The World First Ever HTML5 Advertisement

Category : Google, HTML5, Open source, web

We all love new technology, its event better when it is open and standard. But getting your feet wet and actually using the new technology? and in production? and where there is money involved? that is totally a different matter…

Last week I started advertising a big developer event we are holding in November – a countdown clock that counts the seconds till Google Developer Day . We considered a Flash ad like we are all used to, but our marketing team though it would be cool to have HTML5 ad…

I am a little a shamed to say that at first I objected, saying that HTML5 is still not fully supported by all browsers. After much deliberation we decided it was worth the extra budget to serve HTML5 for browsers that support it and Flash Ad to deprecated browsers. The reports from the publisher is that this HTML5 ad beats all Flash ads CTR. This is something worth investigating – is HTML5 ads perform better than Flash ads?

So get ready – Here is the first world HTML5 ad (click to enlarge) -

For the next few days you would be able to view it (with Firefox and Chrome) here.

Gracefully Detect Old Browsers and Fallback from HTML5

Category : HTML5, JavaScript, Software development, web

HTML5 rocks! It even says so in this (highly recommended) great web tutorial, but there are still a lot of browsers out there, that still do not support HTML5, or some of it’s features.

First, What is HTML5?

Wikipedia defines HTM5 – HTML5 is a language for structuring and presenting content for the World Wide Web, a core technology of the Internet. It is the fifth revision of the HTML standard (created in 1990 and standardized as HTML4 as of 1997[1]) and as of September 2011 is still under development. Its core aims have been to improve the language with support for the latest multimedia while keeping it easily readable by humans and consistently understood by computers and devices (web browsers, parsers, etc.). HTML5 is intended to subsume not only HTML4, but XHTML1 and DOM2HTML (particularly JavaScript) as well.

How do I find out which features are supported in each browser?

HTML5Rocks keeps track for each features support in each browser another cool site to check would be caniuse.

Now, the really issue is what do you do at run-time? how do you gracefully fallback when there is no support for the great feature you have implemented using HTML5.

There are two way to detect and fallback from HTML5, the right way, and the wrong way

So here they are:

WRONG WAY – On the server-side, check the User Agent header and serve different pages based on the user agent header… Not recommended – first, there a lot of  User Agents, second, this is a very buggy approach because headers change and are not deterministic (FF can easily send IE headers).

RIGHT WAY – Use JavaScript to detect when there is no support for a HTML5 feature (AKA object detection) here is an example:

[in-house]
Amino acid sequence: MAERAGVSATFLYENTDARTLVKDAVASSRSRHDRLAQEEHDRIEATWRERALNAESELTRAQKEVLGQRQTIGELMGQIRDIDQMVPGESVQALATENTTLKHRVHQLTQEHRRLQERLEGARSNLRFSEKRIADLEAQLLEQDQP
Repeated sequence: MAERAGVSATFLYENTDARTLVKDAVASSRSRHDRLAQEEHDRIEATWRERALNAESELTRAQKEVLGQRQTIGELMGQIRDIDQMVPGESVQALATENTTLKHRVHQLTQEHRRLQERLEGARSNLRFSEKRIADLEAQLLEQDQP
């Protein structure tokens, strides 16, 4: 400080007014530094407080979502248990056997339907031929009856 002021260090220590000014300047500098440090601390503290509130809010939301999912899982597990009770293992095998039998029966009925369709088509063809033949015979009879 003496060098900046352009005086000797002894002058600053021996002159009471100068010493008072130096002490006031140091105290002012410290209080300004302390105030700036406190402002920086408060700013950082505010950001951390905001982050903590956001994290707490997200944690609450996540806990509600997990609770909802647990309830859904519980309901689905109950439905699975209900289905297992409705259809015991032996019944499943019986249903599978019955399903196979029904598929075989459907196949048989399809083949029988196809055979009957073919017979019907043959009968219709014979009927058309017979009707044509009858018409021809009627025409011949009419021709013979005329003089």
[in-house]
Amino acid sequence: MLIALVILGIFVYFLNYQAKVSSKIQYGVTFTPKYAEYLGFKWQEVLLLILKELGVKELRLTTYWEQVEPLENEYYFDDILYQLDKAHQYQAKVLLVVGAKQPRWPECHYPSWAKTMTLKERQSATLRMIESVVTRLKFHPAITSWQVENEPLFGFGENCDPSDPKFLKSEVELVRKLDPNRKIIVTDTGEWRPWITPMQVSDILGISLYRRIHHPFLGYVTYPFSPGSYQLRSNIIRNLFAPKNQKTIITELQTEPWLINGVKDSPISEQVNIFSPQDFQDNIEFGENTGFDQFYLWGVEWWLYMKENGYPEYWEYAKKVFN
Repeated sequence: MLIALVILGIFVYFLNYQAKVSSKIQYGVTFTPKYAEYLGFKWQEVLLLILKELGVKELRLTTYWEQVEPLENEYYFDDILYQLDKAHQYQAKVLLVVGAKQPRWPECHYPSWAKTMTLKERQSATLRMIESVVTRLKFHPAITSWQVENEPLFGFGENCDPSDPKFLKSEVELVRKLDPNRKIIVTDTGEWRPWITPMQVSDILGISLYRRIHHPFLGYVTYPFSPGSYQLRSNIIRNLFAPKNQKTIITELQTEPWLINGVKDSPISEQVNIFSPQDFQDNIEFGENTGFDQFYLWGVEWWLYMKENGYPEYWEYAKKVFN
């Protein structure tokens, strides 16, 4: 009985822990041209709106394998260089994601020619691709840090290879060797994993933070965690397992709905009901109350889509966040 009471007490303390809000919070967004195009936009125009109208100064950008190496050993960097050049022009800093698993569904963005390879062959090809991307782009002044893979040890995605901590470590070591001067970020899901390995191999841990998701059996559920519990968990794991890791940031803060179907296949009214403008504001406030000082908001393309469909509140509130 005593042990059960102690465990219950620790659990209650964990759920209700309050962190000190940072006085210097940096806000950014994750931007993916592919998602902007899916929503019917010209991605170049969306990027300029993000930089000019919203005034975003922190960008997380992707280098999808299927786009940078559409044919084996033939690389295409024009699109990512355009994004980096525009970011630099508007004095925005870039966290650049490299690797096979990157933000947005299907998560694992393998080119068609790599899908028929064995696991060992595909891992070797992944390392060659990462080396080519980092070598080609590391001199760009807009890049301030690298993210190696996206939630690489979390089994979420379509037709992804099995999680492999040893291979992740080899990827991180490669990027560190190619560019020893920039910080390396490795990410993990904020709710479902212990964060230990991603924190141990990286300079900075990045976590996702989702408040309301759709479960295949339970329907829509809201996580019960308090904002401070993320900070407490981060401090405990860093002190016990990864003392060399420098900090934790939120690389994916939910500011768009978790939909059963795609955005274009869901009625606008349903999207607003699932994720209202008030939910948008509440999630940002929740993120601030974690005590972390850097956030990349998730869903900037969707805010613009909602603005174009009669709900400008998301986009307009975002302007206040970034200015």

function start(){ if(supports_canvas()){ // Do funky HTML5 canvas fun }else{ // fallback to boring old HTML } } function supports_canvas() { return !!document.createElement('canvas_bogus_name').getContext; } 

 

Have fun and support HTML5:

On Premise vs. Cloud – Pricing Model

Category : Architecture, Cloud, SAAS, web

Everybody is talking cloud – every startup I meet, every CTO I work with, and all the software vendors are now cloud-oriented.

But when it comes to implementation it is a different story all together – most companies realize the value of the cloud (or at least say they do) but very few are ready for the paradigm shift – especially when it comes to the pricing model.

How do we do pricing on premise?

Before the cloud, architects and IT engineers used to perform an activity called “sizing exercise” or ”sizing estimation” before buying the actual servers for production. These activities are based on past experience, combined with buffers and optimism:
These exercises would go (very generally) like this:

Sizing exercise -
1) We think we are going to have around 10,000 users per day
2) On the weekends we hope are going to spike to 50,000 users per day
3) The system should support at most 100,000 user per day
4) A user views 3 pages in average
5) …
6) …
7) We estimate that a server would hold 1000 users per day
Conclusion – we need 10 servers, a nifty Database and 100GB of storage
Production environment cost is $35K

The key here is that on premise (in a non-virtualized environment) it is hard and expensive to provision new servers. That is why we need to size properly and put the cost in the IT budget in advance. These costs are Capital expenditures (expenditures creating future benefits)

Cloud advocates would say that these calculations are limited and do not take under account things like backup, IT cost, electricity, and other run-time costs. But in typical Sizing exercise these services are taken or granted.

How do we do pricing in the cloud?

In the cloud we do not need to do this initial “sizing exercise”, we start with one or two servers and if we need more we just easily provision more as we see fit. But when it comes to pricing we need to start thinking in terms of usage (I call it “metering exercise”):

Metering exercise –
1) How much bandwidth are we going to consume?
2) How much storage and storage transaction are we using?
3) How many CPU hours do we need?
4) Are there periods where we need more/less CPUs
5) ….
6) ….
7) Our database is going to start with 100MB of data and grow as time pass
Conclusion –We estimate that the initially we would be spending $150 per month with a growth rate of 5% per month.